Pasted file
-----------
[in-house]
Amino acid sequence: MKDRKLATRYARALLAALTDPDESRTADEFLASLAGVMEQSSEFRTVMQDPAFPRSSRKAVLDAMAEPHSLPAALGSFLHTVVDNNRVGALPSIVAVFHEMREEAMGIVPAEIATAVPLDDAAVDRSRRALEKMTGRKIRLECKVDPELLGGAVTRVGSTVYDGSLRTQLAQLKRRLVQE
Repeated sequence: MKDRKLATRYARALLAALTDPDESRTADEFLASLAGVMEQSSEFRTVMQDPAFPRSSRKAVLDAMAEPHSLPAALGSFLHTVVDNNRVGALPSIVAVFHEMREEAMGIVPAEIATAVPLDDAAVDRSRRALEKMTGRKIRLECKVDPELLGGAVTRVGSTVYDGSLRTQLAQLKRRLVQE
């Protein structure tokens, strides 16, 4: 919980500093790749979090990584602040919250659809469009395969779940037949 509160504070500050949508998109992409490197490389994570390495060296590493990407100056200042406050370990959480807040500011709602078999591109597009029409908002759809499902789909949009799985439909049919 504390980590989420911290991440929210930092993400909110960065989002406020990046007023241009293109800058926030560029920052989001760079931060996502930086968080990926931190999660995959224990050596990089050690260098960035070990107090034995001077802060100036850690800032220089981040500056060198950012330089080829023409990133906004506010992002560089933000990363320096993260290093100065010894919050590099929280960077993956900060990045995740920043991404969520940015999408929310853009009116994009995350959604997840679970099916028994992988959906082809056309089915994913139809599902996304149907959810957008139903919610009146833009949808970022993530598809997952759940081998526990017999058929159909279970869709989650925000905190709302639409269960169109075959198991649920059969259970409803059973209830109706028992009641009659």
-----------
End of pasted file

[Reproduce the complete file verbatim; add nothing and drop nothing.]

[in-house]
Amino acid sequence: MKDRKLATRYARALLAALTDPDESRTADEFLASLAGVMEQSSEFRTVMQDPAFPRSSRKAVLDAMAEPHSLPAALGSFLHTVVDNNRVGALPSIVAVFHEMREEAMGIVPAEIATAVPLDDAAVDRSRRALEKMTGRKIRLECKVDPELLGGAVTRVGSTVYDGSLRTQLAQLKRRLVQE
Repeated sequence: MKDRKLATRYARALLAALTDPDESRTADEFLASLAGVMEQSSEFRTVMQDPAFPRSSRKAVLDAMAEPHSLPAALGSFLHTVVDNNRVGALPSIVAVFHEMREEAMGIVPAEIATAVPLDDAAVDRSRRALEKMTGRKIRLECKVDPELLGGAVTRVGSTVYDGSLRTQLAQLKRRLVQE
């Protein structure tokens, strides 16, 4: 919980500093790749979090990584602040919250659809469009395969779940037949 509160504070500050949508998109992409490197490389994570390495060296590493990407100056200042406050370990959480807040500011709602078999591109597009029409908002759809499902789909949009799985439909049919 504390980590989420911290991440929210930092993400909110960065989002406020990046007023241009293109800058926030560029920052989001760079931060996502930086968080990926931190999660995959224990050596990089050690260098960035070990107090034995001077802060100036850690800032220089981040500056060198950012330089080829023409990133906004506010992002560089933000990363320096993260290093100065010894919050590099929280960077993956900060990045995740920043991404969520940015999408929310853009009116994009995350959604997840679970099916028994992988959906082809056309089915994913139809599902996304149907959810957008139903919610009146833009949808970022993530598809997952759940081998526990017999058929159909279970869709989650925000905190709302639409269960169109075959198991649920059969259970409803059973209830109706028992009641009659």